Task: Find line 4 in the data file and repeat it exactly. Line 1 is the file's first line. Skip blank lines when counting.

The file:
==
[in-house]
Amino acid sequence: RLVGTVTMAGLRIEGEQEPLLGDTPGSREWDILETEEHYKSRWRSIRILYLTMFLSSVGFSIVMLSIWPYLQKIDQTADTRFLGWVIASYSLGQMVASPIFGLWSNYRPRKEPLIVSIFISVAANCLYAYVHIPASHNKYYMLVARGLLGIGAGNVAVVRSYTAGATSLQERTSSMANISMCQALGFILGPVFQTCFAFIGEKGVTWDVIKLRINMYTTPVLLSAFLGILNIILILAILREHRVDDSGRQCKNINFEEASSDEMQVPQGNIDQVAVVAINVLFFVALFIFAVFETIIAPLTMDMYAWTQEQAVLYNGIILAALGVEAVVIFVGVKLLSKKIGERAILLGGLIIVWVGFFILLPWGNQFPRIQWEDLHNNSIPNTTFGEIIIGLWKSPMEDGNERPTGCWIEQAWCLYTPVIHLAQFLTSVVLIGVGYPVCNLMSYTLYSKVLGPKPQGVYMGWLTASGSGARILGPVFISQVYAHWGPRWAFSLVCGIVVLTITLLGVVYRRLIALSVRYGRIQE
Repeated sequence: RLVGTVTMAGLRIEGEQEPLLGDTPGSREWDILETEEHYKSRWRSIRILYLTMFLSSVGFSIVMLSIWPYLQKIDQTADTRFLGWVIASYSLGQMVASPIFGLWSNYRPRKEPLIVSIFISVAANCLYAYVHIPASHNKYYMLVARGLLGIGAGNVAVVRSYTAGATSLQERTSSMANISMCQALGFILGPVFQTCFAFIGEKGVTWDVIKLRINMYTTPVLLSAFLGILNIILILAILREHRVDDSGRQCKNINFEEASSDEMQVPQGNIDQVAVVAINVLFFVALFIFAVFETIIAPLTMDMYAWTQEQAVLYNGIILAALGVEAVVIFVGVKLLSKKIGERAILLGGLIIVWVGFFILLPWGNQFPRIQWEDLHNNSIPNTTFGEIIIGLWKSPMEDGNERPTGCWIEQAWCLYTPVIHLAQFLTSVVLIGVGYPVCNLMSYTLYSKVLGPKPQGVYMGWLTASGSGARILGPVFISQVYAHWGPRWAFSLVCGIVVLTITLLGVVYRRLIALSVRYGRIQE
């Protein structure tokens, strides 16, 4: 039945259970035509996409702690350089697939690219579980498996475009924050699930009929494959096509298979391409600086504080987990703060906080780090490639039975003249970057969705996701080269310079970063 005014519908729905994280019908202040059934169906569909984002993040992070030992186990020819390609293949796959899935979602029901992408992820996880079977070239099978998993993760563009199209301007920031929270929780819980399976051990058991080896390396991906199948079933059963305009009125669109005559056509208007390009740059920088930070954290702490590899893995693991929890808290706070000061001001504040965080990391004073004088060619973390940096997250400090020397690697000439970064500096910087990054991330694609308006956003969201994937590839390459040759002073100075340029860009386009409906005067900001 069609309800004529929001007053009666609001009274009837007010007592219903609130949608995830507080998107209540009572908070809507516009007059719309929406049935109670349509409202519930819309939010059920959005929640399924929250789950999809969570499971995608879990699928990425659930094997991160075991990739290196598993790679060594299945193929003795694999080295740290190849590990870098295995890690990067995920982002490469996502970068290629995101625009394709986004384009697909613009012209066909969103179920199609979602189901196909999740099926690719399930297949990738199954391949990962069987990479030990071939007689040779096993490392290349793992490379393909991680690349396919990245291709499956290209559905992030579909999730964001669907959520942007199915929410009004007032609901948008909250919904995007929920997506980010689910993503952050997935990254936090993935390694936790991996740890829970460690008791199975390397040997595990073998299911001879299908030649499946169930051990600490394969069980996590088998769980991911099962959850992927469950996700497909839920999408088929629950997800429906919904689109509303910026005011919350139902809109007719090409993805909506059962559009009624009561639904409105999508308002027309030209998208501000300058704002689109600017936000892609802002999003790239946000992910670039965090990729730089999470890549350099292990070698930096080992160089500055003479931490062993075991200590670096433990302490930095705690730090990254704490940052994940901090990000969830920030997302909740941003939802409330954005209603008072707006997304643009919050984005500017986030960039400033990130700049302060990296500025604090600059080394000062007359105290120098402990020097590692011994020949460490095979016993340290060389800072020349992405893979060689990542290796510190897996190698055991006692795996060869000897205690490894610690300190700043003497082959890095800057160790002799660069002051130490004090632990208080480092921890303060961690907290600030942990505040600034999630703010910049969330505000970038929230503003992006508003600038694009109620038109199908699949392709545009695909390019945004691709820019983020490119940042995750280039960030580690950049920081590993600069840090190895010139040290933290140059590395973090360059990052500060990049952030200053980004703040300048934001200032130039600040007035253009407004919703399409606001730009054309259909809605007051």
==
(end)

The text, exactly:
């Protein structure tokens, strides 16, 4: 039945259970035509996409702690350089697939690219579980498996475009924050699930009929494959096509298979391409600086504080987990703060906080780090490639039975003249970057969705996701080269310079970063 005014519908729905994280019908202040059934169906569909984002993040992070030992186990020819390609293949796959899935979602029901992408992820996880079977070239099978998993993760563009199209301007920031929270929780819980399976051990058991080896390396991906199948079933059963305009009125669109005559056509208007390009740059920088930070954290702490590899893995693991929890808290706070000061001001504040965080990391004073004088060619973390940096997250400090020397690697000439970064500096910087990054991330694609308006956003969201994937590839390459040759002073100075340029860009386009409906005067900001 069609309800004529929001007053009666609001009274009837007010007592219903609130949608995830507080998107209540009572908070809507516009007059719309929406049935109670349509409202519930819309939010059920959005929640399924929250789950999809969570499971995608879990699928990425659930094997991160075991990739290196598993790679060594299945193929003795694999080295740290190849590990870098295995890690990067995920982002490469996502970068290629995101625009394709986004384009697909613009012209066909969103179920199609979602189901196909999740099926690719399930297949990738199954391949990962069987990479030990071939007689040779096993490392290349793992490379393909991680690349396919990245291709499956290209559905992030579909999730964001669907959520942007199915929410009004007032609901948008909250919904995007929920997506980010689910993503952050997935990254936090993935390694936790991996740890829970460690008791199975390397040997595990073998299911001879299908030649499946169930051990600490394969069980996590088998769980991911099962959850992927469950996700497909839920999408088929629950997800429906919904689109509303910026005011919350139902809109007719090409993805909506059962559009009624009561639904409105999508308002027309030209998208501000300058704002689109600017936000892609802002999003790239946000992910670039965090990729730089999470890549350099292990070698930096080992160089500055003479931490062993075991200590670096433990302490930095705690730090990254704490940052994940901090990000969830920030997302909740941003939802409330954005209603008072707006997304643009919050984005500017986030960039400033990130700049302060990296500025604090600059080394000062007359105290120098402990020097590692011994020949460490095979016993340290060389800072020349992405893979060689990542290796510190897996190698055991006692795996060869000897205690490894610690300190700043003497082959890095800057160790002799660069002051130490004090632990208080480092921890303060961690907290600030942990505040600034999630703010910049969330505000970038929230503003992006508003600038694009109620038109199908699949392709545009695909390019945004691709820019983020490119940042995750280039960030580690950049920081590993600069840090190895010139040290933290140059590395973090360059990052500060990049952030200053980004703040300048934001200032130039600040007035253009407004919703399409606001730009054309259909809605007051």